Caveat : This post may seem more ranty than pratically applicable. Recently, I’ve been toying with some of the implications of Nathan Marz excellent Big Data book, and Lambda Architecture discussed within it . The basic premise , and concepts with in the book revolve around the following principle. You have various systems that are great at doing those things they are good at, pigeon-holing them into multiple domains, doesn’t really make sense, systems that are easily able to recover from failures are those that store all of the data that would make it possible to recreate the state prior to a failure, and finally constantly regenerate your data form scratch so your system is virtually self maintaining.
In a nutshell , use some big data store to store all the actions required to rebuild the data that your application would need to serve, take the generated and use this as a static cache, periodically regenerate this cache by running a map-reduce task or some batch processing task over the big data, and finally serve the data that’s not in the cache from an easy to maintain tiny cache of the data that gets transformed by the same process that the batch job runs. I’m sure i’m not being entirely thorough here, so I encourage you to read the book or at least the first chapter to give it a full eval.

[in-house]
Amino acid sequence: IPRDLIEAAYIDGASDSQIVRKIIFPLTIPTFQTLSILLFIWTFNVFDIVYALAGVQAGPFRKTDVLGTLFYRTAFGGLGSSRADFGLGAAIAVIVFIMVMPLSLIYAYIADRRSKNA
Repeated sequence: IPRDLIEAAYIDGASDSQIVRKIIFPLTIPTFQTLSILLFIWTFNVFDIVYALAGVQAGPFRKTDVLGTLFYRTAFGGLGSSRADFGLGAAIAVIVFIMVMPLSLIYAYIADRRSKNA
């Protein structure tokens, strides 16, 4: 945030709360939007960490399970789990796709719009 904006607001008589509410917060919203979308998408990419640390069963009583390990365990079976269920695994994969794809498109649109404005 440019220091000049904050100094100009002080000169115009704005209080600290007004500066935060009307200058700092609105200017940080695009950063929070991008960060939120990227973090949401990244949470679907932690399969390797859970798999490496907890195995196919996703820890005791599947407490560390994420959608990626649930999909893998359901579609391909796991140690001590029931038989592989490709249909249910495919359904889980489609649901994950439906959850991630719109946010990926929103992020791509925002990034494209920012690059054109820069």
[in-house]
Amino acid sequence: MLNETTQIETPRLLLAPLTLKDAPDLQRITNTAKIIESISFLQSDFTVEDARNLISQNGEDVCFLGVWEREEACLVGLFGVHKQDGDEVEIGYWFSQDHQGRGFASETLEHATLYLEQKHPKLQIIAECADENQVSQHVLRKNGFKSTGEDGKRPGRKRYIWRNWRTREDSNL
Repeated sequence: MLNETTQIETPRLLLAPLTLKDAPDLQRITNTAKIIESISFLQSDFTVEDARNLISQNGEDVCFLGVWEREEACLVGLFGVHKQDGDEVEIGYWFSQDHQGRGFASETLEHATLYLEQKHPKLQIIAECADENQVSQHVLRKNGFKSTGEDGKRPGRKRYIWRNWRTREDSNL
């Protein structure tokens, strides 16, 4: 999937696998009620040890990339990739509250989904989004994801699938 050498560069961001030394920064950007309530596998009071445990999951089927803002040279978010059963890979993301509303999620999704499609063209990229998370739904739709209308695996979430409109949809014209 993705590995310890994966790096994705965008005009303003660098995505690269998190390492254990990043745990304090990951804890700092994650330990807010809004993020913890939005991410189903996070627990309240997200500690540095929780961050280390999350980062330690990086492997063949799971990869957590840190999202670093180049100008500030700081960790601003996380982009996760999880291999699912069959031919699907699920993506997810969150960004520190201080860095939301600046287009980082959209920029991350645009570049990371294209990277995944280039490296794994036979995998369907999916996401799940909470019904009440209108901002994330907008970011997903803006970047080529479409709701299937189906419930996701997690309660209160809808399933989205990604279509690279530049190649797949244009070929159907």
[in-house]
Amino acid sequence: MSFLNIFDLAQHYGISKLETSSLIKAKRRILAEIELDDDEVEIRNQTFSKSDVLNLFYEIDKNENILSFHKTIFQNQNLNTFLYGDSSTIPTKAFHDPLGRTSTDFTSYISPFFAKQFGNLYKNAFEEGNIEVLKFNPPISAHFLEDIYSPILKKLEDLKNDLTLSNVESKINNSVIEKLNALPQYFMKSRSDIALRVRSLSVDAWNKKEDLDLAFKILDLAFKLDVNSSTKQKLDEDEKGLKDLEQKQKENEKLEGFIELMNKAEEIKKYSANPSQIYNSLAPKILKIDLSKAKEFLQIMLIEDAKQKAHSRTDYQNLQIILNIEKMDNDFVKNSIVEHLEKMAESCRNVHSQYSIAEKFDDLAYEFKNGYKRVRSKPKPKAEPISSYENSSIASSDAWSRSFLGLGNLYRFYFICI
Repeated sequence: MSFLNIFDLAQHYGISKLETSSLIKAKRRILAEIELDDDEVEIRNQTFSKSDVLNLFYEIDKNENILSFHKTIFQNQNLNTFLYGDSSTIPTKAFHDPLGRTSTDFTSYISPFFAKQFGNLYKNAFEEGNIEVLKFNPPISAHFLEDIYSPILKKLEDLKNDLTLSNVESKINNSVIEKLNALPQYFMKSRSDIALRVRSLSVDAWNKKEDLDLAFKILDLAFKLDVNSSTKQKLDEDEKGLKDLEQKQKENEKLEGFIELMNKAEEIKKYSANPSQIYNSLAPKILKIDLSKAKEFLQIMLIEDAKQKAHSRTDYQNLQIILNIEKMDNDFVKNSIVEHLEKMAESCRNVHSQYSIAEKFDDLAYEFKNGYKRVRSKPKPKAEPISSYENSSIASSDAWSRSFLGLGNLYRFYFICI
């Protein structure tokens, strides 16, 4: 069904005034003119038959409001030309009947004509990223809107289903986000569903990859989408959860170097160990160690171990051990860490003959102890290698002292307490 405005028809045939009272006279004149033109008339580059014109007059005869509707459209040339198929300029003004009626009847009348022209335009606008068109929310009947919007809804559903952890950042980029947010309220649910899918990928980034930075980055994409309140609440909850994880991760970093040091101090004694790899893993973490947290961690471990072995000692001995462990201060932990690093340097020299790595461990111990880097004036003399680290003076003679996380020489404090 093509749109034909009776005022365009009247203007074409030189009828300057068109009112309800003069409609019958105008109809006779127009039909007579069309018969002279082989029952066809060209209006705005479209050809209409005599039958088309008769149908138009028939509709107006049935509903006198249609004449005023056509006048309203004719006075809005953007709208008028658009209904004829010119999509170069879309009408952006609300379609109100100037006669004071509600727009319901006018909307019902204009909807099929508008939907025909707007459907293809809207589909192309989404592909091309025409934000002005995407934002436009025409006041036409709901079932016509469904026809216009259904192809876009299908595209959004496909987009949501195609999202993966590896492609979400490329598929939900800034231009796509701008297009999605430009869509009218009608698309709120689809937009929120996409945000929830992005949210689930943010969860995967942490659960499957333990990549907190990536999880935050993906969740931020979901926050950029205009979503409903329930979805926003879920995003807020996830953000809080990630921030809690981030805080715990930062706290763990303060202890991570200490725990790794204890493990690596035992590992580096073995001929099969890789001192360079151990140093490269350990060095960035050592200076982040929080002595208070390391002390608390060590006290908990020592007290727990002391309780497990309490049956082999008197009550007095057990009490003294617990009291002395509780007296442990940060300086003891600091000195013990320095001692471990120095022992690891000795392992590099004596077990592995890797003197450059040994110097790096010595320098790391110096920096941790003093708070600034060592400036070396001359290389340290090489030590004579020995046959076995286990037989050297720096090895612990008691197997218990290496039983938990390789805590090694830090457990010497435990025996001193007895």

What this looks like in practice is Big Data Store -> Serving Layer Store (SQL,HBase,ES)->Speed Layer ( Elasticsearch,SQL,Redis,Mongo…) , in additionally probably some queueing system and lots of logs. I think generally this is great, my only beef with this the operational complexity of teaching people to deal in potentially 4-5 different systems that have to be more or less in lock step. I think that toning down the complexity of this, First not perpetually regenerating the index/cache, but doing it only when you have an issue, and in addition perhaps being ok with generating the caching layer as data comes in vs relying on batch processes to complete before updating the cache . P.S. with this you can use your tiny cache as a cache that has your needs more in sync , be that the caching policy is based on something other than time.
This will ultimately, make you not as resilient to failure, but it might make your life a little easier to deal with whilst you crank out more performance, and sleep well at night knowing you can if you really need to hit the recovery button.